Summary: A new study will explore how psilocybin affects different networks and serotonin function in the brains of autistic adults.
Source: King’s College London
The study will explore how psilocybin affects specific brain pathways in autistic adults, and is the first ever mechanistic study of psilocybin in autistic adults.
It will investigate whether there is a difference in the function of serotonin brain networks in autistic and non-autistic adults.
The researchers will use a range of imaging techniques and behavioural tasks to examine how the serotonin system is modulated by COMP360 psilocybin. It is an investigator-initiated exploratory study that will take place at the Institute of Psychiatry, Psychology & Neuroscience (IoPPN) at King’s College London.
The study is co-sponsored by King’s IoPPN and South London and Maudsley NHS Foundation Trust. It will enrol 70 adult participants, including 40 autistic people and 30 non-autistic people.
The study is led by Professor Grainne McAlonan, Professor of Translational Neuroscience at King’s IoPPN, and conducted by Tobias Whelan, PhD student at King’s and Research Scientist at COMPASS Pathways.
Tobias is also supervised by Professor Declan Murphy and Dr Nicolaas Puts from King’s IoPPN, who are investigators in the study. Professor Sir Simon Baron-Cohen and Dr Carrie Allison at the Autism Research Centre at the University of Cambridge are collaborators and external advisors.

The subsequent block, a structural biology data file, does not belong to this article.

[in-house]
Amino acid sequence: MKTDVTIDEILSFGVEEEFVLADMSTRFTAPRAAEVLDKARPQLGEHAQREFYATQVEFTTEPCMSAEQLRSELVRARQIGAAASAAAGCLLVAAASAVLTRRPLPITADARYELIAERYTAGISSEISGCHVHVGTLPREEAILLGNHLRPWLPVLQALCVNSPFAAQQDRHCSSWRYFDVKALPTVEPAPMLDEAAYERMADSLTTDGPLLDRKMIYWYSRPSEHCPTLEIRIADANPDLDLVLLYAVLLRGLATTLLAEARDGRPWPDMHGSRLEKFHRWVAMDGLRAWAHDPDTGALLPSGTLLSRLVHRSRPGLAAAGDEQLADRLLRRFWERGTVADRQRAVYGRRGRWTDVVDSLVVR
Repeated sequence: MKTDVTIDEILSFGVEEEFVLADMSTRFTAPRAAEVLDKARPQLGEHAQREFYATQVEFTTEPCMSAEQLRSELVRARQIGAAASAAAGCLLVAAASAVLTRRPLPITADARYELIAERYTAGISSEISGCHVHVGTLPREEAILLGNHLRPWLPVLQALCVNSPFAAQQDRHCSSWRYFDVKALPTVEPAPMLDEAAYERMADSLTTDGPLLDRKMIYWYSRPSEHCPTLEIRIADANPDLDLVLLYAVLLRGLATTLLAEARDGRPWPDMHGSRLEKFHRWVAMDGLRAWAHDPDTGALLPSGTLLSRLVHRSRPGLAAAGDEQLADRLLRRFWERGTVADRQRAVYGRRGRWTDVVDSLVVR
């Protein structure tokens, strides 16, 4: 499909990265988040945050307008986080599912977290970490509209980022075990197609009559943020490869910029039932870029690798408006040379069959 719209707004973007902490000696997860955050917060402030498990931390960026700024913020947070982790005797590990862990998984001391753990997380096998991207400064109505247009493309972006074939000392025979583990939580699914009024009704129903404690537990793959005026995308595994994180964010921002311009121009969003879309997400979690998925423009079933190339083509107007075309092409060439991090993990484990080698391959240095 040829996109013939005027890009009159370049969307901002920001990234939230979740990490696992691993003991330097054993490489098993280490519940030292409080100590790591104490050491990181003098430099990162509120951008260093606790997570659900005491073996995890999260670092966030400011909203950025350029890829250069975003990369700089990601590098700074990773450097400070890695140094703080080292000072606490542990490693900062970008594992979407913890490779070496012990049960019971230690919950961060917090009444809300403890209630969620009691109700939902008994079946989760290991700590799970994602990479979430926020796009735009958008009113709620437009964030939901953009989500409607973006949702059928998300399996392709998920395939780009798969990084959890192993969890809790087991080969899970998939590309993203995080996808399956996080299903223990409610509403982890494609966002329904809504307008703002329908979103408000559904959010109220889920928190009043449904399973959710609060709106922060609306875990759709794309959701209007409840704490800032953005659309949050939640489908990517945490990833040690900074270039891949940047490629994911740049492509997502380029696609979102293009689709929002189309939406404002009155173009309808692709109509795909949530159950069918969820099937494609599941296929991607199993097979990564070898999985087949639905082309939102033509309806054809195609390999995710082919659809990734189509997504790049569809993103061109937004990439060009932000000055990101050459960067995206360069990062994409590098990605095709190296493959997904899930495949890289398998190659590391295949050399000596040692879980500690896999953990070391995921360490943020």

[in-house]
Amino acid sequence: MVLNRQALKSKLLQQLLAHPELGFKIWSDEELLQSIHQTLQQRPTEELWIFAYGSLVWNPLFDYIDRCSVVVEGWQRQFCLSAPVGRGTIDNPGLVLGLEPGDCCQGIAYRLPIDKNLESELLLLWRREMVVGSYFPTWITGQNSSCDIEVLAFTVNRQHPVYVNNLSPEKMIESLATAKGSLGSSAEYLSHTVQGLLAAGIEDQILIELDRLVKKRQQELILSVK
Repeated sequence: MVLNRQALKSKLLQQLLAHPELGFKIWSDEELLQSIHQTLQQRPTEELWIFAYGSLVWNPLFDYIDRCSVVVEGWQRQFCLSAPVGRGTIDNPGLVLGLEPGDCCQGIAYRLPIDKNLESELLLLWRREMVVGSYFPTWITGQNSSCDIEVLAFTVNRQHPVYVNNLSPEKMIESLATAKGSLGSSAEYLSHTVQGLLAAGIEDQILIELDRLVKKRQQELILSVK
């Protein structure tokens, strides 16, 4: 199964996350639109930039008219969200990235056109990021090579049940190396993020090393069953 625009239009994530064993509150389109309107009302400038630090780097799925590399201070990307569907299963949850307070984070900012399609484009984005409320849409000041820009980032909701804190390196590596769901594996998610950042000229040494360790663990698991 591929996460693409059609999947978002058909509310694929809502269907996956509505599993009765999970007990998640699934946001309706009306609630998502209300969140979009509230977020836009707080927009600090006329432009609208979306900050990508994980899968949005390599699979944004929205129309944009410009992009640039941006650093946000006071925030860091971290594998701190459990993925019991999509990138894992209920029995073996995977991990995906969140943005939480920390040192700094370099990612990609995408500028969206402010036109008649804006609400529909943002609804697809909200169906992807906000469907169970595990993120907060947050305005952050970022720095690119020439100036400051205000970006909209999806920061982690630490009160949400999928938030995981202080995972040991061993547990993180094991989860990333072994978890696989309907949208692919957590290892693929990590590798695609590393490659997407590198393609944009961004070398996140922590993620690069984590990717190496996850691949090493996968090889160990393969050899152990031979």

“I am delighted that COMPASS Pathways is supporting our investigations into the brain science of neurodiversity.
“Our long-term goal is to provide more and better tailored choices for autistic people and those with related conditions. Before embarking on clinical trials, we need to really understand brain mechanisms in autistic people,” said professor Grainne McAlonan, King’s IoPPN
Professor McAlonan has previously led other studies in autism at King’s IoPPN. Klara, a participant on an earlier study, said: “My son and I both have autism, and this can be challenging at times. I’m pleased that researchers are looking into what makes an autistic brain different from a neurotypical one.
“It gives me hope that in the future, we might uncover new ways to support people and families who may need help, and that society becomes more accepting of people who are neurodiverse.”
Dr Guy Goodwin, Chief Medical Officer, COMPASS Pathways, said: “We are pleased to fund this innovative research, the first of its kind using psilocybin in autistic adults. We hope that this study improves understanding of how the serotonin system is involved in autism.
“For autistic people who are seeking treatment for symptoms that are causing distress, this research may be the first step in finding new options.”
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